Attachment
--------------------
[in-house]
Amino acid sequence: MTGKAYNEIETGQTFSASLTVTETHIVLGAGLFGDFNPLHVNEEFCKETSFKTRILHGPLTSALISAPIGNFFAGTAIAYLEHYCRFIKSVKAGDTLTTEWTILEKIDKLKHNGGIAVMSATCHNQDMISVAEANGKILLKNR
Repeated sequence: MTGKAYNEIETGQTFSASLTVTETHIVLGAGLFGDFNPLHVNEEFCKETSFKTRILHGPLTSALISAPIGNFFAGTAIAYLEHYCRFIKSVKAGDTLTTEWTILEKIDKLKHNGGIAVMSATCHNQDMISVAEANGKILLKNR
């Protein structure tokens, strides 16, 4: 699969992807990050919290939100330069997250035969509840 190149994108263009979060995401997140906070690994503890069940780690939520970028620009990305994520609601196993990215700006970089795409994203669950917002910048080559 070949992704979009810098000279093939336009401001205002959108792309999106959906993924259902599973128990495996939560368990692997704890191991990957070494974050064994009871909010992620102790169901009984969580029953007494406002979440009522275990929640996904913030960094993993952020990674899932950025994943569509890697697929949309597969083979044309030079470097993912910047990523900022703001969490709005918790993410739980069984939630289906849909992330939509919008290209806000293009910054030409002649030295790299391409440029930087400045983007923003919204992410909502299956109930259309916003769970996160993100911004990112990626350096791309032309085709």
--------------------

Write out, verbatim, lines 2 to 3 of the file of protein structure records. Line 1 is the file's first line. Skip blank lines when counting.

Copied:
Amino acid sequence: MTGKAYNEIETGQTFSASLTVTETHIVLGAGLFGDFNPLHVNEEFCKETSFKTRILHGPLTSALISAPIGNFFAGTAIAYLEHYCRFIKSVKAGDTLTTEWTILEKIDKLKHNGGIAVMSATCHNQDMISVAEANGKILLKNR
Repeated sequence: MTGKAYNEIETGQTFSASLTVTETHIVLGAGLFGDFNPLHVNEEFCKETSFKTRILHGPLTSALISAPIGNFFAGTAIAYLEHYCRFIKSVKAGDTLTTEWTILEKIDKLKHNGGIAVMSATCHNQDMISVAEANGKILLKNR